No one is above the law, says Fiji’s Attorney General

Graham Leung

“No one, including the elected Government of the day, is above the law”, says Fiji’s Attorney General, Graham Leung.

While delivering his maiden speech in Parliament this week, Leung said that the rule of law was central to the nation’s democracy.

He said not being a member of any political party allowed him a degree of independence.

“I am not a politician. First and foremost, I am a lawyer,” he noted.

A month in his new position, Leung believes his duty is to promote respect for the law in all government affairs, which include ensuring “public access to government held information”.  

“The right to know is central for upholding other basic human rights, for promoting transparency, justice and development. It underpins and strengthens democracy,” he said.

“When the people are informed, government can be held accountable for its actions and policies,” he added.

The Attorney General said he intends to seek the endorsement of Cabinet to proceed with implementation of the Information Act as soon as possible.

“Once the Act is in force, it will allow access to information to improve the lives of people, making available to them information relating to education, health care, and other public services,” he said.

The Attorney General said he would work with the Cabinet to introduce a Code of Conduct to cover Ministers and senior government officials. 

He said that it would play an important role in strengthening integrity in government.

Legal aid

While commending the work of the Legal Aid Commission, the Attorney General noted that the growing demand for its services might require some tightening of the eligibility rules for accessing legal aid.

“A society that values liberty and justice for all must ensure that our citizens, especially the poorest, can have access to legal aid,” he said.

The Attorney General recognised the challenges to make the Fiji Human Rights and Anti-Discrimination Commission (FHRADC) an effective and credible national human rights body.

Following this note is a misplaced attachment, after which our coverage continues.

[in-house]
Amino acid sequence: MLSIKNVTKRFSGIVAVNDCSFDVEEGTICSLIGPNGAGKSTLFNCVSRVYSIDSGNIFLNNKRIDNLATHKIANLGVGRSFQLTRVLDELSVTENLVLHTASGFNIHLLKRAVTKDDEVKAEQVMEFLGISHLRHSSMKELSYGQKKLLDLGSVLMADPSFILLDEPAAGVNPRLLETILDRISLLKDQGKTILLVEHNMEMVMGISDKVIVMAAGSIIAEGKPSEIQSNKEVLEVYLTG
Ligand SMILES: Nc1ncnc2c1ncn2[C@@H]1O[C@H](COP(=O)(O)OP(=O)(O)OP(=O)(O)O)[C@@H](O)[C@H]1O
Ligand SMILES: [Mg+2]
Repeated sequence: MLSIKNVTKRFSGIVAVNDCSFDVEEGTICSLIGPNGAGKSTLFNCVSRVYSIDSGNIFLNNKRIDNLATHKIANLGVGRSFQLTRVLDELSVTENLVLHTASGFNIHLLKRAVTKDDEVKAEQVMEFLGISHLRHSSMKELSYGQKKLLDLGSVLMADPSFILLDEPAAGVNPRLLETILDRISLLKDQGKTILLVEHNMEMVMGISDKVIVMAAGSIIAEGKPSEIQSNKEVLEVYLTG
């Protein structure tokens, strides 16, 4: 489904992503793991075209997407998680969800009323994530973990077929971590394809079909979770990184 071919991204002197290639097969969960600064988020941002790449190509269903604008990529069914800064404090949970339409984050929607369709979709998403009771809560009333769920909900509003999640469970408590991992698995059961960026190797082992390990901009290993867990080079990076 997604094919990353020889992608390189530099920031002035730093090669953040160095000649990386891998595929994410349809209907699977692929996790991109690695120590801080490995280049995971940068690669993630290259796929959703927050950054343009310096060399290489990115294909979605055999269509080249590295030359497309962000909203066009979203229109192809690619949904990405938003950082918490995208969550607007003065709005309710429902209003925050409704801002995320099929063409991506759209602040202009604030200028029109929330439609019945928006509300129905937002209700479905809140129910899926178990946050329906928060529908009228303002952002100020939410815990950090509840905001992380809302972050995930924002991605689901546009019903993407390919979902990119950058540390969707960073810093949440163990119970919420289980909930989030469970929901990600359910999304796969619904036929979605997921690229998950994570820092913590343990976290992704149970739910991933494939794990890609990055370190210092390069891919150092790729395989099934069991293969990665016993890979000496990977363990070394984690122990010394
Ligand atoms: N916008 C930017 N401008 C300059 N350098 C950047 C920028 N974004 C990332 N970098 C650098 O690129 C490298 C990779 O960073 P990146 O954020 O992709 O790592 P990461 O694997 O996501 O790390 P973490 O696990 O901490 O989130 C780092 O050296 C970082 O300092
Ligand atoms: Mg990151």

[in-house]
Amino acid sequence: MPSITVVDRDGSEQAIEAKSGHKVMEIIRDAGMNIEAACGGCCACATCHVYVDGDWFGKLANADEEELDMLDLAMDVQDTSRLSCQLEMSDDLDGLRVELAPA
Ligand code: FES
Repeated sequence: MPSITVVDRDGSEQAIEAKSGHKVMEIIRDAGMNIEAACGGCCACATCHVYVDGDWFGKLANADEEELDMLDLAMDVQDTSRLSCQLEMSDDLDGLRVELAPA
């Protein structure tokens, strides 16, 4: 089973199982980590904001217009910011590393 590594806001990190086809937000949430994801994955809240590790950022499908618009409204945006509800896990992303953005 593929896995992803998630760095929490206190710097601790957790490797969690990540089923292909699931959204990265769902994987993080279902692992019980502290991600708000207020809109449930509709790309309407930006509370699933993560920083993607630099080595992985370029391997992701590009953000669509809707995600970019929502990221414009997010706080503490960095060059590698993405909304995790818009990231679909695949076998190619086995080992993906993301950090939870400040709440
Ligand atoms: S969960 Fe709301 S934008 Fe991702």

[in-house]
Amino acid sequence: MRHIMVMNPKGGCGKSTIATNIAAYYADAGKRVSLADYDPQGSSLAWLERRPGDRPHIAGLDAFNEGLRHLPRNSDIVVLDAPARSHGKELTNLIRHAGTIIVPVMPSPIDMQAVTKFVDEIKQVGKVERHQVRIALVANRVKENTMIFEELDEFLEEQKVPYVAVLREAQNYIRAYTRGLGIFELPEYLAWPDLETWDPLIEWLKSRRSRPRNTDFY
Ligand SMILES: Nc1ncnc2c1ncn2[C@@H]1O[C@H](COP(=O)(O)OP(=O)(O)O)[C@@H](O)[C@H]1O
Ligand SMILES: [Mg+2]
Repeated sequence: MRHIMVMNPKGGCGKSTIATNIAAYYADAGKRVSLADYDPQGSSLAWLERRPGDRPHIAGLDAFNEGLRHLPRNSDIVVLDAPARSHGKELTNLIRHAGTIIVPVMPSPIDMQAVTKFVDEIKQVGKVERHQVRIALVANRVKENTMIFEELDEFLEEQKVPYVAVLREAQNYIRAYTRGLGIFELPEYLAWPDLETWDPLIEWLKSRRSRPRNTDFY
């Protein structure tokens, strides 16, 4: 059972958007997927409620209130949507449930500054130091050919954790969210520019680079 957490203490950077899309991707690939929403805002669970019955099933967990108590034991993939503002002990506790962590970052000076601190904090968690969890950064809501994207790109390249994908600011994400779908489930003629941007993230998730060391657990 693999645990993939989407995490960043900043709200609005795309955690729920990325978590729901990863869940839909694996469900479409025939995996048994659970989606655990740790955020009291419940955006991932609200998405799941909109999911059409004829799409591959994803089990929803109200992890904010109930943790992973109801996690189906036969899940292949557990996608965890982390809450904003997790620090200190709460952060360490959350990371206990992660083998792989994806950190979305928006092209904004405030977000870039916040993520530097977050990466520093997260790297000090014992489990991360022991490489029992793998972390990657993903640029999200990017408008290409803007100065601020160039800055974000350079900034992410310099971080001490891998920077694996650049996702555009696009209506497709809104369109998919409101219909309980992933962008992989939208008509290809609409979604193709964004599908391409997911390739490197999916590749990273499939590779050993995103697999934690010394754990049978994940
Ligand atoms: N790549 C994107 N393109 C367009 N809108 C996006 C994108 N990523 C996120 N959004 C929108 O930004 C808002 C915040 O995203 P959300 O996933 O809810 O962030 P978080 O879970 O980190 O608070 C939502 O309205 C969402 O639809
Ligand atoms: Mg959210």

He emphasised the need for the FHRADC to meet minimum international standards, founded on pluralism, independence, and effectiveness.

Highlighting the unfinished business before Fiji Independent Commission against Corruption (FICAC), the Attorney General stressed the importance and urgency of holding individuals accountable for corruption. 

He warned of the destabilising potential of corruption, and its threat to the rule of law and the country’s economic development.

Leung urged FICAC staff to perform their duties fearlessly according to law, “reaffirming the constitutional mandate to prosecute those who have stolen from the public purse or had abused their office for personal gain.”

The Attorney General said that FICAC must never again be used as a weapon to remove or punish the government’s political opponents.

“That would be an abuse of power, and unacceptable. Fiji is not a police or totalitarian state.

“Our long nightmare is over – there can be no returning to the dark days of tyranny where agents of the state were arbitrarily sent to the homes of people who were considered to stand in the way of the government.”

Leung also said that law reform is vital to the legal system and the country. 

“Fiji’s laws cannot remain static. They must keep abreast of changing social, economic and other developments in our country and outside it.

Globalisation and the rapid pace of technological innovation will require a change of mindset and new possibly laws. Artificial Intelligence, cybercrime, money laundering, new trading agreements and climate change means that Fiji must be ready to deal with new and emerging problems.


The Attorney-General said that an independent, impartial, honest, and competent judiciary was essential to uphold the rule of law and public confidence. 

Recognising complaints from the public about delays in the courts, Leung commended the work undertaken by a Committee chaired by the Acting Chief Justice. 

This Committee had reviewed the rules of civil procedure. The Attorney General said while this was a good start, a comprehensive overhaul might be needed.

With reference to the recent judicial appointments, the Attorney General said that while he was a strong supporter of localisation, it should not come at the expense of competence and integrity.

The Attorney General said “there should be a good mix of locals and expatriate judges who could mentor young judicial officers.”


Reflecting on Fiji’s fifty years of independence, the Attorney General lamented the country’s underdeveloped sense of nationhood. 

Leung called for a renewed understanding and commitment to nationhood, emphasizing shared values and the importance of goodwill, tolerance, and understanding. 

He warned against insular politicians sowing the seeds of division and distrust, which had come at great human and financial cost.

Despite the challenges, the Attorney General expressed optimism about Fiji’s future, noting the country’s promise and hope was supported by the goodwill of its people. 

“For all its faults and frailties, Fiji remains a country full of promise and hope. “I believe as a country, our best days are ahead of us,” Leung said.